One for all and all for one. Say hello to Blender.

Since you are reading these lines, I guess you already have a faint clue what blender is all about. Maybe you have used it during your time at uni and have faint memories of a (let’s be honest here) terrible user interface and strange workflow. Blender has been around for a long time, like a really long long time. Since 1998 to precise. Heck, people with a degree and a job are now younger than this old 3D software relic. Let that sink in for a minute.

But just like wine and whiskey, some things take time to reach perfection and with blender it’s no different. The free open-source software has come a long way thanks to many talented and dedicated developers who never stopped believing in the concept. Long gone are the days of weird bugs, insane render times, and again that user interface was just a nightmare. I mean who the hell sets a right-click for selection as default right? Of course, you could have spent a lot of time getting things to work the way you wanted to but if you had the budget to spend some dollarydoos on the competitors you were probably better off doing so in the old days.

Endless possibilities

Do whatever you want, where you want how you want it.

We love open source

Blender always had one thing going for it which its competitors could only dream of. A strong and loving community. And I guess this is the reason why we can all go to blender.org and get our hands on Blender 2.8 for free. Oh, ok I just realized that 2.9 has been released, so I guess get that one then! And the best thing? Since Version 2.8 the UI has completely changed and it is a dream come true. It now feels like a tool built for professionals and your intuition should be enough to find everything you need without having to read through forums and Reddit posts.

I mean come on, this software is free, comes with way more features than the average 3D artist would ever need and if the one tiny winy thing you need is not in the box then I guarantee you someone has already developed an add-on for that. Oh, and at least in my case it hardly never crashes on you after you have forgotten to press cmd+s (Strg+S for you windows peepz) since the beginning of your project again.

You Happy, me happy, client happy

Alright, this should be enough to convince you to get blender for yourself. Now let’s talk about why you need blender, especially as a designer. Basically, you can do whatever the hell you want. Need to show off a client’s product but have no time to organize a photo shooting, find a set, or maybe the product isn’t even real yet? No worries mate, blender got you covered. Simply build your scene, import your product, play around with textures, lighting, and so on until your client is as happy as the second-to-last person on a round of Russian Roulette and hit that render button. Depending on your janky hardware you will receive a stunning photorealistic image in no time. And the best thing about all this? It saves a lot of time, money and gives you way more possibilities than real life.

Blender can be used for almost anything you can think of. Want to model and sculpt a badass supervillain? No problem. How about animating the whole thing and creating a full-on movie? Sure thing. There even is a build-in real-time rendering engine for you to play with. Good luck finding such a variety of possibilities in any paid 3D software.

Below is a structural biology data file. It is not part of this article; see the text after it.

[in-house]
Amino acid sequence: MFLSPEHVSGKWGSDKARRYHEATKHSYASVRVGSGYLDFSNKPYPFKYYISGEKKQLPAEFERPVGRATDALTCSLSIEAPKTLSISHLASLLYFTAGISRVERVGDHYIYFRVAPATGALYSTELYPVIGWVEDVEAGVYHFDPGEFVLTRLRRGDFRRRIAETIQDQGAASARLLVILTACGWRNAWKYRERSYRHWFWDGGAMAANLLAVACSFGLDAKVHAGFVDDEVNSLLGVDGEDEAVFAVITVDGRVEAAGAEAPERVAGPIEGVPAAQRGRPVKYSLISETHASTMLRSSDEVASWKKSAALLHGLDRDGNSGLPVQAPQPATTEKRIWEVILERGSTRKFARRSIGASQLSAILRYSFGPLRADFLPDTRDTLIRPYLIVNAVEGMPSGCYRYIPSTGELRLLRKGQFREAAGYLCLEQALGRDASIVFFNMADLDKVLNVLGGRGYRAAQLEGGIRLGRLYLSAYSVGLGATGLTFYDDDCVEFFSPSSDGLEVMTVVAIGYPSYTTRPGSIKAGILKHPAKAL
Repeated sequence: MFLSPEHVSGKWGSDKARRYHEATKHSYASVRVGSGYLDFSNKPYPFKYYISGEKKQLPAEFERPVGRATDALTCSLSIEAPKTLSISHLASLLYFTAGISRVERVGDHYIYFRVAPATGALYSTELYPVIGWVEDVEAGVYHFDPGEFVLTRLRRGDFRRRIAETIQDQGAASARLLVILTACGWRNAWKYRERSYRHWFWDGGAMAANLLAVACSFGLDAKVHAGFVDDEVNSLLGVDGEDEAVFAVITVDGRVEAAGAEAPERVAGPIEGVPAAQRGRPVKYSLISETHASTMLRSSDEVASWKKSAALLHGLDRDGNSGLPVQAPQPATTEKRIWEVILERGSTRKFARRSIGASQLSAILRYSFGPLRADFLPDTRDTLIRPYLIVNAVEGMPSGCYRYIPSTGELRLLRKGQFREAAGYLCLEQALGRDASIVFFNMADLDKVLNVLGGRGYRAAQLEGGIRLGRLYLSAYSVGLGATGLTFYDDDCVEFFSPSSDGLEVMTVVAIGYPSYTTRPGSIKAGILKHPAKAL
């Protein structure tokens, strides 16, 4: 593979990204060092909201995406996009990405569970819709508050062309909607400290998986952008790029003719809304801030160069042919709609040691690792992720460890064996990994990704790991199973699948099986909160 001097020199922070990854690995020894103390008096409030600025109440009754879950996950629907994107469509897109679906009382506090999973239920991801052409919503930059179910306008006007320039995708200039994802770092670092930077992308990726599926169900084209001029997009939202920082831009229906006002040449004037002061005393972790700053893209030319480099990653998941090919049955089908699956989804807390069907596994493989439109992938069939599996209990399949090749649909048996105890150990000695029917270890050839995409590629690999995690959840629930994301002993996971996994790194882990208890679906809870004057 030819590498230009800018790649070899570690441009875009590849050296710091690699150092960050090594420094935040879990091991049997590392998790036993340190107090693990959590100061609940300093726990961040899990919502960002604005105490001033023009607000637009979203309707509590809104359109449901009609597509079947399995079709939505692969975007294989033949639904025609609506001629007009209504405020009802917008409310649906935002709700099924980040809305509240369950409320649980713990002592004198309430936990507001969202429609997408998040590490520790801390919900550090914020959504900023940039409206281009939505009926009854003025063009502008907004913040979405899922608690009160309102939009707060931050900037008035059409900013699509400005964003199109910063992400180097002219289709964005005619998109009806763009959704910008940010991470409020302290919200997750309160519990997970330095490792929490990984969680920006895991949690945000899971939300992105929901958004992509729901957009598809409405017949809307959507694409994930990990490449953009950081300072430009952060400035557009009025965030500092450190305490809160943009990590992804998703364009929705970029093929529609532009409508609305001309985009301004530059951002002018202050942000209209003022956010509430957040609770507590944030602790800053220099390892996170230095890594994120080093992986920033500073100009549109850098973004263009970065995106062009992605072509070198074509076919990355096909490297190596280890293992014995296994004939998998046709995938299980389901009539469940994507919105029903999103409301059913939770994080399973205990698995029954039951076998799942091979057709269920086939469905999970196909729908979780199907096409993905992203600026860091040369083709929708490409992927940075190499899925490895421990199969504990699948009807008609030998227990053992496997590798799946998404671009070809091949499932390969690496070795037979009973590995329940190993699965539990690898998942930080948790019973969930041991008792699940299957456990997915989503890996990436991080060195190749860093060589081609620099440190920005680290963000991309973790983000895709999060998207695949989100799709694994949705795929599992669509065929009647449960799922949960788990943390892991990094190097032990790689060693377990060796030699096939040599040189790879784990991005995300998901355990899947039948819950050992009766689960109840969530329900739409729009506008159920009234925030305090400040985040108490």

A little bit of this, a little bit of that

but i don't know jack about 3d

Ok, let’s say you have listened to me as you should, and now have a strange orange eye-like logo sitting in your dock. Maybe you already have been brave enough to click on it and met our good old friend the default cube. Rest in peace little friend. At this point, you probably felt a little insecure and started reconsidering your life choices but don’t you worry about it. The internet is full of great beginner tutorials for people just like you. I guess all I have to say at this point is that you should try to find a way to build a donut and you will inevitably stumble upon a great series of tutorials that will teach you all the basics you need to get started. Besides Blender Guru I can also recommend CGMatter, Default Cube, and Ducky 3D. And if you want to see what happens when you dive too deep into blender you should definitely check out the Lazy Tutorials by Ian Hubert. Just play around, think of little projects you could do for fun, and bit by bit you will learn new tools, techniques, and solutions that will let you actually charge money for this.

But I'm like super lazy

So now you basically are a 3D god and can create anything you want inside of your little computer you might be wondering how you can speed up things. Materials for example. Are you tired of running around outside with your 2MP digital camera you stole from your grandma, trying to find that perfect asphalt texture? Well, then I have a gift for you. Check out Texture Haven and thank me later. Rob has done an extraordinary job of creating a huge database of high-quality Textures, HDRIs, and Models for you to use. And the best thing? It’s free! But if you have a heart then leave the man a tip. He has truly deserved it. There are many more platforms like this one, just have a look around and you will find what you need for your next project.

say bye bye to sunlight

Just to clarify things, I am in no way or form sponsored by any of the people and companies above. I am just someone who truly appreciates the work they have done for the creative community and want to share that love with you. So that’s about it. Go grab a copy of blender, tell your friends and family you will be in quarantine for another 3 months, and start your journey into 3D space. Or 2D, since they added a complete 2D animation pipeline with version 2.8.

We would love to see your results and hope that this little article was enough to convince you that 3D software is an essential tool for any designer out there.